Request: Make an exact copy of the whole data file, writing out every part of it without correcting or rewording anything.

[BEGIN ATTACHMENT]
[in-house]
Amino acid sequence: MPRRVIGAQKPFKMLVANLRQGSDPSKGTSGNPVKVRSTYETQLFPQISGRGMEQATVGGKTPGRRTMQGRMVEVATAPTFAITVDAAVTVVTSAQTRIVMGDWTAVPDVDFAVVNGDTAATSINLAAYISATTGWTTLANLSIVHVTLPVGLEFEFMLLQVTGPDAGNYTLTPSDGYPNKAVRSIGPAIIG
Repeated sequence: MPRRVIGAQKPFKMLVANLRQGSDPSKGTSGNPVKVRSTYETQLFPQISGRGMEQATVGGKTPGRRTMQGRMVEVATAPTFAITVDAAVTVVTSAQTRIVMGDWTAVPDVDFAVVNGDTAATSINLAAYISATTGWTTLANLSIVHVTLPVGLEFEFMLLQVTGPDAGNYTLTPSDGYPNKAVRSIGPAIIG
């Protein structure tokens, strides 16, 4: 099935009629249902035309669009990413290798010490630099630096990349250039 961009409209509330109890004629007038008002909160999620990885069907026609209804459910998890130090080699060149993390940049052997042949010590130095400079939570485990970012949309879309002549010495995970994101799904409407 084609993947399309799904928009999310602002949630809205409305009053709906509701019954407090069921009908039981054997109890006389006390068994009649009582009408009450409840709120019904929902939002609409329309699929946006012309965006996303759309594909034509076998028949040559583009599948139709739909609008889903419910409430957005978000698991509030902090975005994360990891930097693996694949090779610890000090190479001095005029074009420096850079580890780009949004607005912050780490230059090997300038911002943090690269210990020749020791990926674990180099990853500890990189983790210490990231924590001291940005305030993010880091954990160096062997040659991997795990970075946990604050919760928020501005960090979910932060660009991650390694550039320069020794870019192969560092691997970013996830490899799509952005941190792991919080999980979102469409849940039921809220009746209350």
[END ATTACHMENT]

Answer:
[in-house]
Amino acid sequence: MPRRVIGAQKPFKMLVANLRQGSDPSKGTSGNPVKVRSTYETQLFPQISGRGMEQATVGGKTPGRRTMQGRMVEVATAPTFAITVDAAVTVVTSAQTRIVMGDWTAVPDVDFAVVNGDTAATSINLAAYISATTGWTTLANLSIVHVTLPVGLEFEFMLLQVTGPDAGNYTLTPSDGYPNKAVRSIGPAIIG
Repeated sequence: MPRRVIGAQKPFKMLVANLRQGSDPSKGTSGNPVKVRSTYETQLFPQISGRGMEQATVGGKTPGRRTMQGRMVEVATAPTFAITVDAAVTVVTSAQTRIVMGDWTAVPDVDFAVVNGDTAATSINLAAYISATTGWTTLANLSIVHVTLPVGLEFEFMLLQVTGPDAGNYTLTPSDGYPNKAVRSIGPAIIG
């Protein structure tokens, strides 16, 4: 099935009629249902035309669009990413290798010490630099630096990349250039 961009409209509330109890004629007038008002909160999620990885069907026609209804459910998890130090080699060149993390940049052997042949010590130095400079939570485990970012949309879309002549010495995970994101799904409407 084609993947399309799904928009999310602002949630809205409305009053709906509701019954407090069921009908039981054997109890006389006390068994009649009582009408009450409840709120019904929902939002609409329309699929946006012309965006996303759309594909034509076998028949040559583009599948139709739909609008889903419910409430957005978000698991509030902090975005994360990891930097693996694949090779610890000090190479001095005029074009420096850079580890780009949004607005912050780490230059090997300038911002943090690269210990020749020791990926674990180099990853500890990189983790210490990231924590001291940005305030993010880091954990160096062997040659991997795990970075946990604050919760928020501005960090979910932060660009991650390694550039320069020794870019192969560092691997970013996830490899799509952005941190792991919080999980979102469409849940039921809220009746209350």